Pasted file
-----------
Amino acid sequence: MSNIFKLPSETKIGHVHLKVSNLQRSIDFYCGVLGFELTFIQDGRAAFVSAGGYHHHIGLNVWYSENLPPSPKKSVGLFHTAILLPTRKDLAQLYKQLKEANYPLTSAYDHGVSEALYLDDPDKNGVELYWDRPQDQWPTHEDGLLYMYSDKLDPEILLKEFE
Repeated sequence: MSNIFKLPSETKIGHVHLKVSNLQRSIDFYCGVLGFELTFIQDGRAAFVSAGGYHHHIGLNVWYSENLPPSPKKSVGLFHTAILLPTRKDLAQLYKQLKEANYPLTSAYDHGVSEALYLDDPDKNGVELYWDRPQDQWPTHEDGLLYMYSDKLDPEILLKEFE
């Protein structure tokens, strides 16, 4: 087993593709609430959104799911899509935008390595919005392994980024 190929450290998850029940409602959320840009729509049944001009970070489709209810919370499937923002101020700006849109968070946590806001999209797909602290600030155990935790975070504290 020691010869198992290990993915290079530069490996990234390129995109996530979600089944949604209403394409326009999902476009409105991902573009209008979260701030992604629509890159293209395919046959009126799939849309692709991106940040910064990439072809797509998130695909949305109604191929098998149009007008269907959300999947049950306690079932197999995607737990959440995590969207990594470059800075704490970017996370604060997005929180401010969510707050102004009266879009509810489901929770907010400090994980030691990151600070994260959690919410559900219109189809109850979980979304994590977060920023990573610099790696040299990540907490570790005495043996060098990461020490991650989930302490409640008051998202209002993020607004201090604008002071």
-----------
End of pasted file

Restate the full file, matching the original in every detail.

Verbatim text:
Amino acid sequence: MSNIFKLPSETKIGHVHLKVSNLQRSIDFYCGVLGFELTFIQDGRAAFVSAGGYHHHIGLNVWYSENLPPSPKKSVGLFHTAILLPTRKDLAQLYKQLKEANYPLTSAYDHGVSEALYLDDPDKNGVELYWDRPQDQWPTHEDGLLYMYSDKLDPEILLKEFE
Repeated sequence: MSNIFKLPSETKIGHVHLKVSNLQRSIDFYCGVLGFELTFIQDGRAAFVSAGGYHHHIGLNVWYSENLPPSPKKSVGLFHTAILLPTRKDLAQLYKQLKEANYPLTSAYDHGVSEALYLDDPDKNGVELYWDRPQDQWPTHEDGLLYMYSDKLDPEILLKEFE
């Protein structure tokens, strides 16, 4: 087993593709609430959104799911899509935008390595919005392994980024 190929450290998850029940409602959320840009729509049944001009970070489709209810919370499937923002101020700006849109968070946590806001999209797909602290600030155990935790975070504290 020691010869198992290990993915290079530069490996990234390129995109996530979600089944949604209403394409326009999902476009409105991902573009209008979260701030992604629509890159293209395919046959009126799939849309692709991106940040910064990439072809797509998130695909949305109604191929098998149009007008269907959300999947049950306690079932197999995607737990959440995590969207990594470059800075704490970017996370604060997005929180401010969510707050102004009266879009509810489901929770907010400090994980030691990151600070994260959690919410559900219109189809109850979980979304994590977060920023990573610099790696040299990540907490570790005495043996060098990461020490991650989930302490409640008051998202209002993020607004201090604008002071």